It's important to know how to choose a second dog and ensure dog and dog compatibility. How well your current pet(s) accepts a newcomer depends on their age, health, sex, genetics, and traits of instinct, size, personality—the list goes on and on.
Some dog breeds are more willing to accept other canines (or cats), while others can be downright dangerous. The safety and well being of your new puppy and older dogs must be addressed before you bring the “new kid” into your home and introduce to other dogs.
Although there are exceptions, terrier-type breeds developed to go after “critters” and other breeds with a high 'prey drive' may not be able to control their instinct to chase and/or attack your new puppy. Sighthounds such as Afghans, Greyhounds, or Scottish Deerhounds may also feel the urge to chase scurrying creatures and may see a small puppy as more of an object to be chased than a companion. Herding dogs chase joggers, bicyclists, sheep, and cats, for instance—it’s a natural instinct, so be prepared for careful training if you share your life with one of these go-getters.
Some dogs who were never properly socialized may have a difficult time adjusting to another dog in the house, especially if they don't know how to communicate with other dogs. However, in general, dogs can adapt, learn to get along, and even enjoy each other's company, with good guidance and positive reinforcement from their human companions.
Even friendly dogs could prove dangerous if there’s a great size disparity between the pets. An 80-pound pooch could accidentally sit on your Chihuahua puppy or hurt the smaller pet if play gets too rough.
On the other paw, a jumbo-size Great Pyrenees baby might injure your older Lhasa Apso when the puppy-pounces on their fragile frame. Study the breeds and talk with professionals to help you make informed choices. It can work but requires more supervision and care on your part.
Big bruiser felines can be dangerous for tiny pups. Feline predatory behavior prompts games of stalk and pounce that can lead to injuries if interactions with a new puppy are not closely supervised. Claws can injure doggy eyes and/or inspire canine retaliation. Once a cat reaches the age of 12-18 months or so, cats may lose their inclination to make new pet friends. They may show signs of aggression or simply hide and become a stranger in their own home.
Puppies can be overly eager to play and may not understand the boundaries of what constitutes rough play yet. They also may not know the warning signs for when a cat is not interested in that kind of attention. For this reason, cats may hiss or swat at a new puppy in attempt to communicate these things and in a sense say, "leave me alone!" If your resident kitties have had positive experiences with other dogs, they’ll be much more likely to eventually accept a new pet into the household. It’s very positive if your new puppy grew has also been properly socialized to cats, so they already respect the feline attitude. In all cases, initial introductions should be closely supervised, and it is a good idea to allow each pet to sniff around the areas where the other spends time before having a face-to-face interaction.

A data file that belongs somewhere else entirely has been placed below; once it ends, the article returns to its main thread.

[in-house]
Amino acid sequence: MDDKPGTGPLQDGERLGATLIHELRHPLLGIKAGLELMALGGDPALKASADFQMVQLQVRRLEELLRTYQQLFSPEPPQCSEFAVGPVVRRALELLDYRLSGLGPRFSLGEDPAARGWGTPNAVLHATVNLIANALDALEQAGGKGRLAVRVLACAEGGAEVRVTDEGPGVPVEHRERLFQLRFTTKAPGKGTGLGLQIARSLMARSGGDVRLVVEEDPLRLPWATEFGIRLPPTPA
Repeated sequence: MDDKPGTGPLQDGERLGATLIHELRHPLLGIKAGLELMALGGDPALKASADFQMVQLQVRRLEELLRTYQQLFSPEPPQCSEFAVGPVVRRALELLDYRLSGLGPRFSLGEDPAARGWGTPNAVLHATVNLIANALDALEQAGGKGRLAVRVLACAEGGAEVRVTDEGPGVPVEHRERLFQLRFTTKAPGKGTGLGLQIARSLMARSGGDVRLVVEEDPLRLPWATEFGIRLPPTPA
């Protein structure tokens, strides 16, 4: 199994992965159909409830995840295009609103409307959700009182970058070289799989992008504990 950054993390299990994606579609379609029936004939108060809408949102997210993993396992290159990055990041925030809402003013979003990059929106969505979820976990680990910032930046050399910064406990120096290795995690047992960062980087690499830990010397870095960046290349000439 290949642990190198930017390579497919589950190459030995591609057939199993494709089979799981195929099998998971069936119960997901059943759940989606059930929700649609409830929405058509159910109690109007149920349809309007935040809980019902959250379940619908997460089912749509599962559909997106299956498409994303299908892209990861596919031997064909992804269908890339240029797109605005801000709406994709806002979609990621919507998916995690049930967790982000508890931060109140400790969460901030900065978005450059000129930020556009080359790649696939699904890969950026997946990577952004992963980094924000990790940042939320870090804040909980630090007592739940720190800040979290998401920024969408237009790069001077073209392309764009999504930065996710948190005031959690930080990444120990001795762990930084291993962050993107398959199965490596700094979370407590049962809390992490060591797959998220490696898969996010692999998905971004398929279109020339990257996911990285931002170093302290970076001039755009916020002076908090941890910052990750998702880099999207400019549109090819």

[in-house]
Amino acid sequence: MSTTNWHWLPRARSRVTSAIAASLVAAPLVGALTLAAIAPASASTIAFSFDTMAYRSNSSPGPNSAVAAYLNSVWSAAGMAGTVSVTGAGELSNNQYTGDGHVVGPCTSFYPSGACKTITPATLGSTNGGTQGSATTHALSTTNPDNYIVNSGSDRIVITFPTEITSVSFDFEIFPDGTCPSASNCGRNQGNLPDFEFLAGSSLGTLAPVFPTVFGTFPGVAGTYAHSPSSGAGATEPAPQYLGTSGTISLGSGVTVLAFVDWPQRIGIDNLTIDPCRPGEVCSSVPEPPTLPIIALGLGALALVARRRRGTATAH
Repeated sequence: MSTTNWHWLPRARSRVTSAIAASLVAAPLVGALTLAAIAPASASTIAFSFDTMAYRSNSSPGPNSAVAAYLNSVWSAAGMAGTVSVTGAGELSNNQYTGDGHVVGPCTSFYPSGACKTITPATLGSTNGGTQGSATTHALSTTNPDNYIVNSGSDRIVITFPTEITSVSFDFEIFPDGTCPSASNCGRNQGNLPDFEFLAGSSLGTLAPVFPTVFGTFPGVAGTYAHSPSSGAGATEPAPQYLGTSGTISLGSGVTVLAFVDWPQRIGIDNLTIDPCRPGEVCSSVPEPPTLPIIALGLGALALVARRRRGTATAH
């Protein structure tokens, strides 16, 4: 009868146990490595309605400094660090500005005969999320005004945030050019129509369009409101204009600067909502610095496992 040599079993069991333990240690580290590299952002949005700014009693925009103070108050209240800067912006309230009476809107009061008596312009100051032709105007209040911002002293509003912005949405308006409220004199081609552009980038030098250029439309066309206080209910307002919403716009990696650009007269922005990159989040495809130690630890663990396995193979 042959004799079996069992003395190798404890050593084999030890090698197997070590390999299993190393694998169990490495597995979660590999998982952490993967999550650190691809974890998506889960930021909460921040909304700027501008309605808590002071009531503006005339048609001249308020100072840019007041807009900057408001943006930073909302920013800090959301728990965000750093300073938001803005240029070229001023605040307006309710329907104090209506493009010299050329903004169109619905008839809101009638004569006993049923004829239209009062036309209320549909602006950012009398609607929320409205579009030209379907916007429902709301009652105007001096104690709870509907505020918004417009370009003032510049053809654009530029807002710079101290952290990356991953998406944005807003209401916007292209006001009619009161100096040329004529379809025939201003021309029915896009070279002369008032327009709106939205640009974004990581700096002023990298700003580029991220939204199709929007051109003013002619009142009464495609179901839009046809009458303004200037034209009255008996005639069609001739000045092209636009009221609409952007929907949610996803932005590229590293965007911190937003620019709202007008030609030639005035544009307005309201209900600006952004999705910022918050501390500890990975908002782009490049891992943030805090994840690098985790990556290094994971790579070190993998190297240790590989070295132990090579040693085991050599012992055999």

Cats should always be provided with a safe space to escape to during these interactions and should not be punished for growling, hissing, or swatting which are important warning signs that dogs need to learn. Dogs should be kept on leash and/or held to prevent them from chasing or attacking. Positive reinforcement, such as treats and toys should be given to both pets during these interactions when they are calm so they can see that good things happen when they are together.
Many factors can affect the compatibility of your pets, and ultimately, their individual personalities will be the real deciding factor. Some people suggest that it may be best to choose a new pet that’s younger than, and the opposite sex of, your resident pet. That means if you already have a male adult dog, introduce a female pup. This is not always the case, and many times, any combination can work with the right personalities. It may be helpful to consider things like your current dog's activity level, size, and temperament when looking for a compatible housemate.
If you have more than one dog or cat already, it's not fair to introduce a new pet to all of the cats and dogs in your household at once. Introductions should be done one pet at a time. Sometimes it’s love at first sight, but more often, the pets take days or even weeks to learn to accept a newcomer. For this reason, the new pup should be separated from other animals at first to allow for a slow, careful introduction. All initial meetings should be closely supervised and lots of positive reinforcement with treats and toys should be used to show all the pets that this is a good thing. Any time things escalate to where any of the pets are growling, playing too rough, or showing signs of aggression or fear, the interaction should be paused and the pets separated. In this way, it may take many small baby steps to introduce your new pup but your patience will be rewarded with a harmonious home. By planning ahead, you can choose the best puppy for both you—and the resident pets that also share your heart.